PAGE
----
Feature Story | 12-Dec-2023

UVA students study lessons from pandemic

University of Virginia School of Data Science

When the COVID-19 pandemic upended society in March 2020, current first-year and second-year students at the University of Virginia were freshmen and sophomores in high school. Like most of the world in those early days, they could not have fully grasped how dramatically their lives would be transformed.

Three-and-a-half years later, 11 of those students spent a semester discussing lessons from that period, particularly the public health response, the complexities of ensuring policies have an equitable impact, and their own experiences with the pandemic and how they compared to those of other members of their communities.  

For Rebecca Schmidt, associate director of equity and belonging with UVA’s School of Data Science, teaching this course was about encouraging students to reflect on an unprecedented and enormously difficult time and, hopefully, learn from the decisions that were made.  

“Really challenging the difference between policy and practice and what looks good on paper versus what will resonate with the community and work effectively on the ground  —  that was the major premise for the course,” she said.  

Schmidt — who spent 12 years working for public health agencies prior to coming to UVA, including as director of partnerships and strategic initiatives with the Blue Ridge Health District when the pandemic began — added that understanding how certain policies resulted in inequities in communities across the country, and specifically in Charlottesville, was another key component of the curriculum.  

Over 14 weeks, students heard from Schmidt and a wide range of guest speakers who were deeply involved in the pandemic response, from front-line health care workers to the local officials who were making critical choices during a rapidly evolving health emergency.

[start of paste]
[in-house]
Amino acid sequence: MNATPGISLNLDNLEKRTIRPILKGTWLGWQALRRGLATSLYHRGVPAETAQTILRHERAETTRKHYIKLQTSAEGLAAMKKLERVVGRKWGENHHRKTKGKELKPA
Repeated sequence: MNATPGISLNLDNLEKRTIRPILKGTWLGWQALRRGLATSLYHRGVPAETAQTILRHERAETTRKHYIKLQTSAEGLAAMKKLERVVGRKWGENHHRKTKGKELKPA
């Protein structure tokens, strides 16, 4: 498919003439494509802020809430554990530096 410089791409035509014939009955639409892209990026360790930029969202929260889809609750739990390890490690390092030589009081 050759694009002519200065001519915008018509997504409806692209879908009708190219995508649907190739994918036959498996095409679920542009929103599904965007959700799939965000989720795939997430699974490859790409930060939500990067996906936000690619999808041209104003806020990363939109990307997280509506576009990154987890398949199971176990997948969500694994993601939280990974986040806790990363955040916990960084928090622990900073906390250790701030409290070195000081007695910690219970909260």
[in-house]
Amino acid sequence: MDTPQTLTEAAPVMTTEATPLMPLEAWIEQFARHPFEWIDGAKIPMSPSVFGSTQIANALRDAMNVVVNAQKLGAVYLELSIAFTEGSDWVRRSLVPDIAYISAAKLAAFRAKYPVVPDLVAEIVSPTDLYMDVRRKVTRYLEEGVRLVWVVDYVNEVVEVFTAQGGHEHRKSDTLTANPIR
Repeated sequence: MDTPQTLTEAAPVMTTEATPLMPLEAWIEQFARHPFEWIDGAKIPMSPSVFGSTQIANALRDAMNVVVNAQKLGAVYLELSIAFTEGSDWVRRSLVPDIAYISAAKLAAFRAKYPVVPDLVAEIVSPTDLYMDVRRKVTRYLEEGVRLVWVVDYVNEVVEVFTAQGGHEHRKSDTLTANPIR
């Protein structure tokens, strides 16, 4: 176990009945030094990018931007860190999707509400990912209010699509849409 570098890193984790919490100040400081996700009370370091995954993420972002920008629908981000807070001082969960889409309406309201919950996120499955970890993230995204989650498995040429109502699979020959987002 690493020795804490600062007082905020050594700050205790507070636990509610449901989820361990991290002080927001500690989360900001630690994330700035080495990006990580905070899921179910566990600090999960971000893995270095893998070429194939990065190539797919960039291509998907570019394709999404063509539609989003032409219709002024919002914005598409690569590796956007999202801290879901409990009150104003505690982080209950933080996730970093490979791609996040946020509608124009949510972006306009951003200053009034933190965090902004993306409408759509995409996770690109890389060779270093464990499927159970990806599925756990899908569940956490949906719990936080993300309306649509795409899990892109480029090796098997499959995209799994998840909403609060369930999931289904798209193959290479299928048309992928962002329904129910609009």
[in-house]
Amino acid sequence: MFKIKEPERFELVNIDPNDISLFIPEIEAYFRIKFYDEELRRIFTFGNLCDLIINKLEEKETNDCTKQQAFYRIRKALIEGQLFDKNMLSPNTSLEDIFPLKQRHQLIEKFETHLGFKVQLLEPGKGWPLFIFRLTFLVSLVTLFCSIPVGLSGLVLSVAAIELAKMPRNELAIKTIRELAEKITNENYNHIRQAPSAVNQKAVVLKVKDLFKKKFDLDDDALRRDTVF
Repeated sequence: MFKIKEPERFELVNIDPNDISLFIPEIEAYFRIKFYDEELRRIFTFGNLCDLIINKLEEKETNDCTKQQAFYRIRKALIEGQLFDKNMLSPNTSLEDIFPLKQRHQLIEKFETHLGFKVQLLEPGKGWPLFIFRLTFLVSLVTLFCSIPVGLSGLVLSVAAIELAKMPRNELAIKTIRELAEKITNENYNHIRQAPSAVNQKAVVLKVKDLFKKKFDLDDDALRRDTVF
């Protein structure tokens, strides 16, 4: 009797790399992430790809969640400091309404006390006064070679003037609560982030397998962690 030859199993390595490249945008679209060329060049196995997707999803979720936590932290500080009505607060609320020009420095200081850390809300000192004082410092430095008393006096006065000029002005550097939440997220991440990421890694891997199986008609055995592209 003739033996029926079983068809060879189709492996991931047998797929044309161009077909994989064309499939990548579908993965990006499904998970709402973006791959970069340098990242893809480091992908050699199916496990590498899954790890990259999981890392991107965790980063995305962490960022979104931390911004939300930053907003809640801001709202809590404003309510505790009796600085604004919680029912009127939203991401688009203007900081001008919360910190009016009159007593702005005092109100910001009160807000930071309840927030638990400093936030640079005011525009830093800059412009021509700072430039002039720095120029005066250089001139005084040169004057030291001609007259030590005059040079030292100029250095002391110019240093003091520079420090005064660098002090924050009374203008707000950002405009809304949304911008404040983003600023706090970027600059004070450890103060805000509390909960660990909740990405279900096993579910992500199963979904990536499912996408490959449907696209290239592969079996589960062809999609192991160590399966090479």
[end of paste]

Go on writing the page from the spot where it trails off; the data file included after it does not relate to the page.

The insights from public health experts painted a concerning picture of ongoing systemic shortcomings.  

“I think what we walked away with was really that huge need for investment and infrastructure but also knowledge around how it needs to be used,” she said.  

For students, hearing from public health officials and community officials who were making decisions that had a direct impact on their lives was eye-opening.

“I thought we would just be learning about the frontline response with doctors, nurses, and other health care professionals,” said Vyshnavi Tatta, a second-year economics student, who soon realized the class would be much more all-encompassing. “We were talking about how the homeless were impacted. We were talking about how mental health was impacted. We talked a lot about the financial perspective.”

For some, the class also shaped how they thought about the pandemic response and the people who were charged with developing and executing it.  

Geoffrey Lawrence, a second-year neuroscience major, said that hearing from public health officials “allowed me to give them more grace and just have a better understanding” of the challenges they faced.  

“I can only imagine how difficult it was to actually plan the things that we received in terms of information,” he added.  

With the threat of another public health emergency not going away, and health inequities persisting, Schmidt hopes that the issues that were the core of her curriculum continue to be discussed in UVA classrooms.  

“I think we just scratched the surface of some of the challenges and learnings that we need to be taking away from that response,” she said.  

At the end of her final class, Schmidt read to students “We Were Made for These Times” by the poet Clarissa Pinkola Estes, a work she felt captured some of the themes and aspirations of her course.

“Ours is not the task of fixing the entire world all at once,” the poem reads, ”but of stretching out to mend the part of the world that is within our reach.” 

Contributing: Alyssa Brown

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